Brittney Lofthouse – Contributing Writer
Aubrey Balmer has served as a Family Nurse Practitioner at Angel Medical Center and Mission Hospital since graduating with her FNP in 2012. She worked in emergency medicine and urgent care for five years. Then, for the past three and half years, she ran the onsite health clinic for Harrah’s Casino offering both primary care and urgent care for employees. With New York City being deemed the epicenter for the COVID19 virus, with a desperate shortage in qualified professionals, Balmer answered the call to spend the next month in the city providing help wherever it is needed.
“If I’m honest, I didn’t think I would ever be one to risk going to New York City,” Balmer said of her decision to go. “I have a 5-year-old son. I want to be with my husband. It’s much more comfortable being at home with my boys and going for runs every day. But, for two weeks every time I opened my Bible for my quiet time in the morning it was to Psalm 91. I am going as a government contract employee, this is not an unpaid position. But the risk and sacrifice are real. And after multiple conversations, Matt and I decided that we either believe what God says, and follow when he leads us, which demands action. Or sit on the sidelines and live with the regret of wondering ‘what if.’ If there is one thing I’ve learned in my life, it is that I do not want to have regrets. I know not everyone believes in God or has the same faith that I do. But, I’m so thankful that in this historical moment in history, I will be taking part in it by bringing the sacrificial love and peace that I built my life upon and weaving it in to the lives of people who are scared and suffering.”
Balmer attended Lenoir-Rhyne where she obtained her BSN-RN. A year after graduating, she started the FNP program at WCU.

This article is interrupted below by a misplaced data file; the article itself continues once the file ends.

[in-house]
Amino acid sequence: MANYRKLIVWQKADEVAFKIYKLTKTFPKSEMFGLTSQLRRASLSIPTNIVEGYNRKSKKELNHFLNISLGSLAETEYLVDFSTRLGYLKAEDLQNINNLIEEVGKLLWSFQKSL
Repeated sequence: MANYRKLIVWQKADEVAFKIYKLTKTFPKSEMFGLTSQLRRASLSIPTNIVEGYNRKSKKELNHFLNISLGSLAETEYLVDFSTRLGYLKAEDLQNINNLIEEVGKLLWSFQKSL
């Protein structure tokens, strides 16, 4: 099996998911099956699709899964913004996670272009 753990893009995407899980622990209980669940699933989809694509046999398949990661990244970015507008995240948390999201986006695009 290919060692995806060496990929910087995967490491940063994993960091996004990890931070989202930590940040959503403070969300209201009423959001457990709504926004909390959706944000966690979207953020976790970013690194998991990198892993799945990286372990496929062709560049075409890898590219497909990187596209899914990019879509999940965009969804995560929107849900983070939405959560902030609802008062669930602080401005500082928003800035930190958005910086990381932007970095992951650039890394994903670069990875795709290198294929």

“One of the best decisions I have ever made was to become a Nurse Practitioner,” she said. “It’s allowed me to serve other people and use my innate aptitude for medicine in not only a variety of health care settings but also multiple places around the world. My husband and I hope to consider ourselves mission minded; we value using our gifts, talents and resources to serve others as one of the main reasons we have been given this life to live.”
Balmer said she has had a full life and has been fortunate in her 34 years.
“I know I’ve only been alive 34 years, but I have had a full life,” she said. “I have traveled all over the world, seeing some of the most amazing and remote places. I have such a fulfilling career in which I can assist people in becoming stronger, healthier versions of themselves. Being truly healthy is so important when you consider quality of life and goals for the future. I love that I get to assist in that. I have a great family: husband of 12 years Matt Balmer, and our son, Breck who just turned 5. I have so much support from all my family: Paul and Diane Savaiko, sister Liana and husband Larry Bolick, brother Ben and wife Rose (Mickler) Savaiko; in-laws, Ken and Bette Balmer. The outpouring of love and support from our family is more than I could have imagined. Matt and I lived in Franklin until five months ago when we moved to Boulder, Colo., to enjoy the adventure of change and the outdoor lifestyle of biking and running that we love. It was one of the hardest decisions we had ever made because we are so entrenched with our family and our church family, Discover Church. We truly loved our home and jobs. But sometimes you know God is calling you to growth. Often that is by stepping into the unknown and going by faith.”